Br Roger Stewart

Easter V on Thursday at Volmoed

Scripture Readings

This morning, we have a different agricultural image to consider. Last week, it was sheep farming; this week, it’s vine growing, which is somewhat more familiar to us, here in this part of the country. In today’s metaphor, Jesus says that he is the vine and his disciples are the branches, and by extension so are we, who have been brought to life by him.

Sermon for the Second Sunday of Easter – Thomas the Realist, by Br Daniel

Readings for Today

Brother Daniel
Br Daniel

So, Christ is Risen!

Christ is risen, indeed, and the Easter cry isn’t only for Easter, of course. For while each and every Sunday is a celebration of the resurrection, we have 49 days between Easter and Pentecost in which to focus our attention on the resurrection and all that God accomplishes through it.

At the same time, I am also mindful, on this day and with this text, of what God does not accomplish and, I suspect, so are all of us. We are in the midst of a seemingly endless pandemic, our economy is dismal, we are swamped by crime and corruption, infrastructure is collapsing around us, thank goodness not so much in our part of the world, and each one of us has personal difficulties or tragedies to contend with.

And so, sometimes we come to church on Easter or in the weeks after, and our alleluias ring hollow and Easter acclamations wear a bit thin. If this is you, or if you think it might characterize some of your friends and family, then the story of Thomas is right on the money!

Palm Sunday 2021

I share with you a reflection and a prayer for Palm Sunday. May you have a blessed Holy Week.

From an Oration by Andrew of Crete:

Let us go together to meet Christ on the Mount of Olives. Today he … comes of his own free will to make his journey to Jerusalem … and proceeds of his own free will towards his holy and blessed passion, to consummate the mystery of our salvation. He comes without pomp or ostentation. He will be meek and humble, and he will make his entry in simplicity.

Let the Redeemed Pray the Psalms – A Reflection for the Fourth Sunday in Lent

Scripture Readings for Today

Why do monastics spend so much time with the Psalms? I think the following reflection by Kerry Hasler-Brooks goes some way towards answering that question.


Two years ago, I heard Kathleen Norris read her poetry, and I immediately got a copy of her much-loved book Dakota: A Spiritual Geography and read it straight through.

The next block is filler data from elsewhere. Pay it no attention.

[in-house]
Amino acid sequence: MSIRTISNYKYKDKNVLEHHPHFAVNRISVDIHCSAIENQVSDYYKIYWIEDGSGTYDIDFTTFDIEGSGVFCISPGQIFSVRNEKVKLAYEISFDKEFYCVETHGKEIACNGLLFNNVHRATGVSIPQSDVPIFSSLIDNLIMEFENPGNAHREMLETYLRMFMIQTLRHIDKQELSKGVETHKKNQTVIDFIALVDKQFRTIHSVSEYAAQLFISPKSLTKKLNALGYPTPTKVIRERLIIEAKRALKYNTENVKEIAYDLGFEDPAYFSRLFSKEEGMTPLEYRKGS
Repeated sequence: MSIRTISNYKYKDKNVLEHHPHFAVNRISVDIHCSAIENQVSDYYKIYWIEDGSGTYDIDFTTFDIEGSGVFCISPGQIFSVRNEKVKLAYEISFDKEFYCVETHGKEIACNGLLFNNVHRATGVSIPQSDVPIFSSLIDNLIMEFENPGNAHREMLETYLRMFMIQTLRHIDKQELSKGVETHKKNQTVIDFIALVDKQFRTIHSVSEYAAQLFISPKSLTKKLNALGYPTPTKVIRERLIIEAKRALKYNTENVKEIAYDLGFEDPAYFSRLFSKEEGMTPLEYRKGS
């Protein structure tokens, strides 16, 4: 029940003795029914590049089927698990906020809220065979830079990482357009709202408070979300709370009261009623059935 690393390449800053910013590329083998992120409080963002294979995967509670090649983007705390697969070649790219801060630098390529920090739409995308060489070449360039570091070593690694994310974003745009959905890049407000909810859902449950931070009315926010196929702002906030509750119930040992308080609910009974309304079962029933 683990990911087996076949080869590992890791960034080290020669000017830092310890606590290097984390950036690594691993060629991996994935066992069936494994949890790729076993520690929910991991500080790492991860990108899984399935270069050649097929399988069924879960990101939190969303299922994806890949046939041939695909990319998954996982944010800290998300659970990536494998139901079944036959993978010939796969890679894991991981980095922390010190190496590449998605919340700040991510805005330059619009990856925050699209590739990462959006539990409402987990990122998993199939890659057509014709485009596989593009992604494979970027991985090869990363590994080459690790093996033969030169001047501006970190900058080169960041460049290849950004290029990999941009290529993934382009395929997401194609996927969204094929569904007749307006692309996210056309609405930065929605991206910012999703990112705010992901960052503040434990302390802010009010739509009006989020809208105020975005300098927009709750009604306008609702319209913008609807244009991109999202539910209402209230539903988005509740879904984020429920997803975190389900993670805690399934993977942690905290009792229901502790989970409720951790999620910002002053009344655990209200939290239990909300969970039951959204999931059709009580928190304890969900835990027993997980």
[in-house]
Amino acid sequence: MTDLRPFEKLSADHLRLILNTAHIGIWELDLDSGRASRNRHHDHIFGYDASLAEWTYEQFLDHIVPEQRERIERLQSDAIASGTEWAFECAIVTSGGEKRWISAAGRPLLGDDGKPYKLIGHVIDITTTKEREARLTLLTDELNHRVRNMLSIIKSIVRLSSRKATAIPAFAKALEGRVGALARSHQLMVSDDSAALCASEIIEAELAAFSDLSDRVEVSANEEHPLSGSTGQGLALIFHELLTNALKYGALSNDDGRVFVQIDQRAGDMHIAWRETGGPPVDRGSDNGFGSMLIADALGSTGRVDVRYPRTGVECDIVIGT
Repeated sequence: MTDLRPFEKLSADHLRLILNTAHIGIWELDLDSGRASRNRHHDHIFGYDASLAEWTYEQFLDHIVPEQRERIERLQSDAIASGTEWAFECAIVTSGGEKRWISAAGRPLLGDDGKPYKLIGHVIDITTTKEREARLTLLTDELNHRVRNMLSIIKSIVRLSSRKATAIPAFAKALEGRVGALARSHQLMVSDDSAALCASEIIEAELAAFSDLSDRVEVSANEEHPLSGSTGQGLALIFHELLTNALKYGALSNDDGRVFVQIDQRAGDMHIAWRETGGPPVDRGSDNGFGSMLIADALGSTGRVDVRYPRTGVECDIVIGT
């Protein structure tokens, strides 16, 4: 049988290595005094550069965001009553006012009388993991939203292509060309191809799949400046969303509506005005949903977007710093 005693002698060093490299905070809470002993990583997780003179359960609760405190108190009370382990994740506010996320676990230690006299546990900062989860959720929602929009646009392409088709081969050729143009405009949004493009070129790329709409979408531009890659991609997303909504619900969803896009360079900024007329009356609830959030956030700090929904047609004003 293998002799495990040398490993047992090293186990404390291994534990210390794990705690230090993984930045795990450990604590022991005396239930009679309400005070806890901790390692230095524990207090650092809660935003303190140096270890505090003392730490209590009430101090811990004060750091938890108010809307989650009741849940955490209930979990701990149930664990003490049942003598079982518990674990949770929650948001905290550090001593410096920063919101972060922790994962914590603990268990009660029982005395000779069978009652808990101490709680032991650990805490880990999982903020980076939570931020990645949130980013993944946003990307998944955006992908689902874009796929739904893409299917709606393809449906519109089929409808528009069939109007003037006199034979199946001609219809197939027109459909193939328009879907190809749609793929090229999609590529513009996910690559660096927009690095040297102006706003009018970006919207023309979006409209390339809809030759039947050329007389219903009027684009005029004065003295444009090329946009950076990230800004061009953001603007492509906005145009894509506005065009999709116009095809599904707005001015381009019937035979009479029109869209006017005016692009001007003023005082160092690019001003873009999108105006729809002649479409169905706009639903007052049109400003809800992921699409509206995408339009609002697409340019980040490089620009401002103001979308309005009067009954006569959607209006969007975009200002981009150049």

South Dakota

I have since read the book three times and some portions many more, used it in a sermon, and discussed it with first-year college students in a class on reading, faith, and place. In the book, Norris tells of an abandoned faith resurrected in a small South Dakota town and in an ancient monastic liturgy that taught her to read, recite, hear, and know the Psalms deeply, beyond time, beyond herself.

The First Sunday after Epiphany – The Baptism of Christ

Christ is bathed in light; let us also be bathed in light. Christ is baptized; let us also go down with him, and rise with him.

John is baptizing when Jesus draws near. Perhaps he comes to sanctify his baptizer; certainly … he comes to sanctify the Jordan for our sake and in readiness for us; he who is spirit and flesh comes to begin a new creation through the Spirit and water.

Thursday 25 November – The Feast of James Otis Sargent Huntington

This week saw our celebration for the second time at Volmoed of our Order’s Founder’s Day. We were pleased to host the other Volmoed residents and staff to a festive lunch following the midday Eucharist.

Fr. James Otis Sargent Huntington was the first member of the Order of the Holy Cross to make his life profession, doing so on 25 November 1884 in New York, NY, USA. James Huntington was a passionate advocate of social justice, seeing prayer and action as inextricably intertwined. He has been described as forward-reaching, looking for enriching change and development, interested in the future.

We ask for your prayers for us and for our brothers throughout this Order that was established by the confident endurance of that remarkable man, that we may continue faithful to the spirit of our Founder.

Sermon for Thursday at Volmoed

Readings for All Saints’ Day

Much of the Church celebrates All Saints’ Day on 1 November, which this year falls on this coming Sunday. We are having a foretaste this morning.

Such a celebration has been part of the life of the Church for a very long time. The idea is to remember and to honour those Christians who have lived the life of faith with particular distinction and to rejoice with them that they now have passed beyond the struggles of this life, gathered into the presence of God. The reading from the Revelation to John indicated by the Revised Common Lectionary provides a compelling image of such a gathering, sheltered and guided, with all tears finally wiped away. We should note that the multitude consists of those from all peoples and languages.

First-anniversary news from St Benedict’s Priory at Volmoed

We recently sent out our second newsletter to those on our email address list. You are welcome to sign up to receive future newsletters by email here. The text of the newsletter follows …

But do not ignore this one fact, beloved, that with the Lord one day is like a thousand years, and a thousand years are like one day.

2 Peter 3:8 (NRSV)

This is such wisdom from St Peter, and the words might have been written for us at St Benedict’s Priory as well. Who can believe that it is already a year since we arrived here at Volmoed? And looking back and reflecting on this year that was, it seems to me the things that make the day feel like a thousand years might threaten to outweigh the things that make a thousand years feel like a day.